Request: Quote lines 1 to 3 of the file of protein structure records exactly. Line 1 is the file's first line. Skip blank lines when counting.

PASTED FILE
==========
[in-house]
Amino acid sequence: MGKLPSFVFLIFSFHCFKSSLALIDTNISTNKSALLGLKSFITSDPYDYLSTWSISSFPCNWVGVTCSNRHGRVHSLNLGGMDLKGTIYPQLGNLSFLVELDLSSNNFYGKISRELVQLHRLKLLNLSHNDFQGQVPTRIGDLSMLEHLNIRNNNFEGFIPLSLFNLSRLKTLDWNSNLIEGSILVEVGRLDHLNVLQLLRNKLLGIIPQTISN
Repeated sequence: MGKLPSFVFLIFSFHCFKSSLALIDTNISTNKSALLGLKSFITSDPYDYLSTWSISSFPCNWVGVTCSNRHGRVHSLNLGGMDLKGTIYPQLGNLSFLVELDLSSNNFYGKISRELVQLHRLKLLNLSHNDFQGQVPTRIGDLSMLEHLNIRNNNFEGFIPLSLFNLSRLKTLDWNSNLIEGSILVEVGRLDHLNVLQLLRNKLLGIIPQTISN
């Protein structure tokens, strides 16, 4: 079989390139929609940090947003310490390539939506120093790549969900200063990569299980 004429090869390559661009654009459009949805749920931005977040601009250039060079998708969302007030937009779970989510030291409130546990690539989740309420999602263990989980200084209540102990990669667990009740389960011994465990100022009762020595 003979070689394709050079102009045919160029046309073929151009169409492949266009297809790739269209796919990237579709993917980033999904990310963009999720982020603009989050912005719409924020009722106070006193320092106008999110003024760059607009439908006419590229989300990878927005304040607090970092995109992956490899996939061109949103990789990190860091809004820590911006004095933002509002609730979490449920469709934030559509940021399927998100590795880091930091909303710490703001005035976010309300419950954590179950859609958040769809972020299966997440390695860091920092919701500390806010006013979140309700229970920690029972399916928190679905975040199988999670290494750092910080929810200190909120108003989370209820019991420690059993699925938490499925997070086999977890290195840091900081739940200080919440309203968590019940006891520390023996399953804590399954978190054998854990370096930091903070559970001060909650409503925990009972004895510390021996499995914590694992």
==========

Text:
[in-house]
Amino acid sequence: MGKLPSFVFLIFSFHCFKSSLALIDTNISTNKSALLGLKSFITSDPYDYLSTWSISSFPCNWVGVTCSNRHGRVHSLNLGGMDLKGTIYPQLGNLSFLVELDLSSNNFYGKISRELVQLHRLKLLNLSHNDFQGQVPTRIGDLSMLEHLNIRNNNFEGFIPLSLFNLSRLKTLDWNSNLIEGSILVEVGRLDHLNVLQLLRNKLLGIIPQTISN
Repeated sequence: MGKLPSFVFLIFSFHCFKSSLALIDTNISTNKSALLGLKSFITSDPYDYLSTWSISSFPCNWVGVTCSNRHGRVHSLNLGGMDLKGTIYPQLGNLSFLVELDLSSNNFYGKISRELVQLHRLKLLNLSHNDFQGQVPTRIGDLSMLEHLNIRNNNFEGFIPLSLFNLSRLKTLDWNSNLIEGSILVEVGRLDHLNVLQLLRNKLLGIIPQTISN